Calluses
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Learn about the causes of Calluses & find a practitioner in Auckland, Hamilton, Bay of Plenty, Wellington, Christchurch, Dunedin to help you overcome Calluses within New Zealand.

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Calluses are tough areas of skin, often yellow or grey in colour, which has hardened due to excessive pressure or contact. Calluses can appear on the feet, for instance from tight fitting shoes, or on the hands, for instance from playing a stringed musical instrument. They are not usually harmful but can become infected.

 

Casues of callusesCalluses | The Wellness Directory

There are many causes of calluses but the majority of problems develop due to excessive pressure on the foot through walking or standing which causes the skin to thicken.

The risk of developing calluses increases when wearing badly fitting footwear. High heels, pointed toes and tight-fitting shoes squeeze the foot and toes causing them to rub against the inside of the shoe. Similarly, loose fitting shoes cause the foot and toe to slide and rub against the shoe.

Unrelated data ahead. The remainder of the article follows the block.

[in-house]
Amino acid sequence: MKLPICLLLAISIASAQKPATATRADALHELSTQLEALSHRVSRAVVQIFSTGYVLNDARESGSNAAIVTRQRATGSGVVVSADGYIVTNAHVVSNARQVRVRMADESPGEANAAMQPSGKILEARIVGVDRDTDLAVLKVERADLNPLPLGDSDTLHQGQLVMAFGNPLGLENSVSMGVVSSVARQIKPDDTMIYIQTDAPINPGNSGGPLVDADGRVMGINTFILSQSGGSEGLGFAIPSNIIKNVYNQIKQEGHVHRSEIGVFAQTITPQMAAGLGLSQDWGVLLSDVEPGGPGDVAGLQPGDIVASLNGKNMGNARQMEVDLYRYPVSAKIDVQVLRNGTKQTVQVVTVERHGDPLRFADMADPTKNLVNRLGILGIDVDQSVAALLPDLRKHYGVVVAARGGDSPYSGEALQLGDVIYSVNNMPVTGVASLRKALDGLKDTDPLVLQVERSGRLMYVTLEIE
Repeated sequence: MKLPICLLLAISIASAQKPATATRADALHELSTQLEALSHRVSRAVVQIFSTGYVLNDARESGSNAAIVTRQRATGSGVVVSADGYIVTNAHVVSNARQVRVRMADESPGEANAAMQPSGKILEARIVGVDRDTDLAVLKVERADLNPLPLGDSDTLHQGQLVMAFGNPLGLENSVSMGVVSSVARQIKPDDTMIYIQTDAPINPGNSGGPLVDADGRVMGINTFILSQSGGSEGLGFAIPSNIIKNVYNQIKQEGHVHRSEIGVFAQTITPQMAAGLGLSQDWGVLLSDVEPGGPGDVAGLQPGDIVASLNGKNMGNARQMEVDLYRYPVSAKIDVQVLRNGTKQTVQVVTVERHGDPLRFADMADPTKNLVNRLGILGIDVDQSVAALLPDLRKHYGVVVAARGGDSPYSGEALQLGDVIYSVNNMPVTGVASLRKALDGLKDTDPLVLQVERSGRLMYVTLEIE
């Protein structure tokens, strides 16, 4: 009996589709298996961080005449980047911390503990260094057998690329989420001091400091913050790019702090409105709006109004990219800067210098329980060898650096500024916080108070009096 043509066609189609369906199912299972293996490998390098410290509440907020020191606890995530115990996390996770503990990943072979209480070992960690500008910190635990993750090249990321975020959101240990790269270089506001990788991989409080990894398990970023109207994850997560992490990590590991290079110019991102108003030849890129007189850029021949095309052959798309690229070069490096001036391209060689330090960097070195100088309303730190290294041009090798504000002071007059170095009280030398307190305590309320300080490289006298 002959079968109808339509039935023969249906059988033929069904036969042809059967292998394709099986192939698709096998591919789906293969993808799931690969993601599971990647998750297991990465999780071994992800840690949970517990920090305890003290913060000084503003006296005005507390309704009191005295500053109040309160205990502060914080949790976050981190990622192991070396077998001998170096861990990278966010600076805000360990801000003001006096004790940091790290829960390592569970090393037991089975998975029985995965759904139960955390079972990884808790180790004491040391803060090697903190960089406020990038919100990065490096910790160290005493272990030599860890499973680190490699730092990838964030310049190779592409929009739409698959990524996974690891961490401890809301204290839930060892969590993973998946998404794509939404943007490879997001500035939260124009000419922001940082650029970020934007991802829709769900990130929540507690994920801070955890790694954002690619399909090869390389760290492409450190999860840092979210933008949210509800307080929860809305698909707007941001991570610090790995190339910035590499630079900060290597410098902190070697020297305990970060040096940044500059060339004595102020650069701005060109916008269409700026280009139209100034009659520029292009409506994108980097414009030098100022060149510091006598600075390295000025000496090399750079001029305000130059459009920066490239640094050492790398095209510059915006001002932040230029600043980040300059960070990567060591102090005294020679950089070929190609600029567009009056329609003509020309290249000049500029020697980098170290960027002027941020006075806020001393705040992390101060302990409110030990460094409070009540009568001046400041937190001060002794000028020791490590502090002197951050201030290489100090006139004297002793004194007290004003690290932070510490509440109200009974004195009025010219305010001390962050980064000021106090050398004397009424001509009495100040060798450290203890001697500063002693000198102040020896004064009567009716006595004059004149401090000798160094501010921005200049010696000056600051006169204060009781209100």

Walking barefoot also causes the skin to thicken in an effort to protect itself and calluses may develop as a result. Skin type can lead to calluses particularly in the elderly who have less fatty tissue to create padding. This leads to calluses forming on the skin at the ball of the foot.

Repetitive actions such as jogging or walking can lead to calluses especially if the stride is abnormal. Calluses can also be a sign of a deformity or abnormality in the bone structure.

 

Symptoms of calluses 

Symptoms of calluses include toughened skin which can be yellow or grey in colour forming on the skin of the feet or hands. Pain may also be felt when walking while wearing shoes may prove uncomfortable.

Any pressure applied to the callus can be painful and if it has become infected there will be inflammation and possible bleeding.

 

Diagnosis of calluses 

Calluses are a common problem and you can usually self-diagnose the condition. If you are experiencing severe pain then the callus may have become infected so you should visit your GP. If a more serious underlying condition is suspected (such as bone deformity) then you will be referred for an X-ray.



*Source: GoToSee.co.uk



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